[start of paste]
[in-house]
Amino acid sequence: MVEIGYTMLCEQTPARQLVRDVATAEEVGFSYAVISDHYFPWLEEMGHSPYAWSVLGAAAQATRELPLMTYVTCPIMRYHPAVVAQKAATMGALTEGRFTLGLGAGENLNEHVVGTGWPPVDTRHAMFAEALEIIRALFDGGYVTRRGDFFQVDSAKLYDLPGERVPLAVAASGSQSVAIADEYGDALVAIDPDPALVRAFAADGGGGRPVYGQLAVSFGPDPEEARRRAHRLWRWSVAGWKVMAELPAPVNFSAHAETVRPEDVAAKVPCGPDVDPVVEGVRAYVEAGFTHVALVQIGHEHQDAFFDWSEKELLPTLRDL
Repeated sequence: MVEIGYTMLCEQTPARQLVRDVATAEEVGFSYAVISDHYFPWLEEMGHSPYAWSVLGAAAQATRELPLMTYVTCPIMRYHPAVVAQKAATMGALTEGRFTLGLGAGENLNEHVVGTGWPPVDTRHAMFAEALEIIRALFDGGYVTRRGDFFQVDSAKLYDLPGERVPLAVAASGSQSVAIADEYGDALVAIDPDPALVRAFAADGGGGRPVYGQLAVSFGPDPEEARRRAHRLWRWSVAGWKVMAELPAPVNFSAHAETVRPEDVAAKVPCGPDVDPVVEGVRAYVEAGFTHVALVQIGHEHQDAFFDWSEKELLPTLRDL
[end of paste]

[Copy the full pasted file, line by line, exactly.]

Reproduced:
[in-house]
Amino acid sequence: MVEIGYTMLCEQTPARQLVRDVATAEEVGFSYAVISDHYFPWLEEMGHSPYAWSVLGAAAQATRELPLMTYVTCPIMRYHPAVVAQKAATMGALTEGRFTLGLGAGENLNEHVVGTGWPPVDTRHAMFAEALEIIRALFDGGYVTRRGDFFQVDSAKLYDLPGERVPLAVAASGSQSVAIADEYGDALVAIDPDPALVRAFAADGGGGRPVYGQLAVSFGPDPEEARRRAHRLWRWSVAGWKVMAELPAPVNFSAHAETVRPEDVAAKVPCGPDVDPVVEGVRAYVEAGFTHVALVQIGHEHQDAFFDWSEKELLPTLRDL
Repeated sequence: MVEIGYTMLCEQTPARQLVRDVATAEEVGFSYAVISDHYFPWLEEMGHSPYAWSVLGAAAQATRELPLMTYVTCPIMRYHPAVVAQKAATMGALTEGRFTLGLGAGENLNEHVVGTGWPPVDTRHAMFAEALEIIRALFDGGYVTRRGDFFQVDSAKLYDLPGERVPLAVAASGSQSVAIADEYGDALVAIDPDPALVRAFAADGGGGRPVYGQLAVSFGPDPEEARRRAHRLWRWSVAGWKVMAELPAPVNFSAHAETVRPEDVAAKVPCGPDVDPVVEGVRAYVEAGFTHVALVQIGHEHQDAFFDWSEKELLPTLRDL